Our team working on the Bath Abbey Footprint Project recovered a rare and rather beautiful find this week: a piece of stonework carved in intricate knotwork and likely dating to the Late Saxon period.
Stylistically, the design is very similar to two standing cross fragments previously discovered in the vicinity, during the nineteenth century, and which are thought to date to the eighth century.
The stonework will need to be looked at by a specialist before we can confidently ascribe a date and function; so watch this space.
Left and right: late Saxon stonework discovered in Bath during the nineteenth century, which is similar in style to the recently discovered stonework (centre).
The carved stone was found during the current reduction dig within the Jackson Extension, better known to visitors as the Abbey’s gift shop. This location was formerly occupied by No.2 Kingston Buildings, constructed between c. 1755-1762 and demolished in 1834 (see what we found down their drains here).
The south-east view of the Abbey, shown in an engraving by James Gandon (after Thomas Malton the Younger), by kind permission of Victoria Art Gallery, Bath & North East Somerset Council. No. 2 Kingston Buildings can be seen on the left of the image.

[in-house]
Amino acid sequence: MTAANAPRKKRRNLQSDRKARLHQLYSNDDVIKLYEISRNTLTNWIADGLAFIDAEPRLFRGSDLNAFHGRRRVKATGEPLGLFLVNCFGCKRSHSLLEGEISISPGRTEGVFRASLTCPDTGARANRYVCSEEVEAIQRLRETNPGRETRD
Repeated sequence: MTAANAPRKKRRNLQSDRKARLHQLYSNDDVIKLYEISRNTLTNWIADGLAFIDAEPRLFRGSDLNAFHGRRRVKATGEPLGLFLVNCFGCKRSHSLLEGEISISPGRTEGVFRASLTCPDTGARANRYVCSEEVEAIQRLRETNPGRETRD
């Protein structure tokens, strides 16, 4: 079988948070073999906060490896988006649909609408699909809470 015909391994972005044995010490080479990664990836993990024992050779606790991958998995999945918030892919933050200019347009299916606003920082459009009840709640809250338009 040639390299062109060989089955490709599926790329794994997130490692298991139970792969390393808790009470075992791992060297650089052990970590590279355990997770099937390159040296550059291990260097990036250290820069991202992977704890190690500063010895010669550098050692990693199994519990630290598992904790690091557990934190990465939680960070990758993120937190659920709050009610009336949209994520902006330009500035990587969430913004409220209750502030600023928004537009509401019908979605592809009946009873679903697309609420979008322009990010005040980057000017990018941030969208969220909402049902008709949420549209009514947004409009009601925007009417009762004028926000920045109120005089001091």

The stone fragment was discovered within the rubble backfill of No. 2’s cellars, which are currently being cleared out by Emery Brothers and photogrammetrically recorded by Wessex Archaeology.
In what has been a tough week for everyone, this beautiful object has put a smile on the face of all our team involved with the Footprint Project, be they on site, in the office or self-isolating at home. We hope it has put a smile on yours.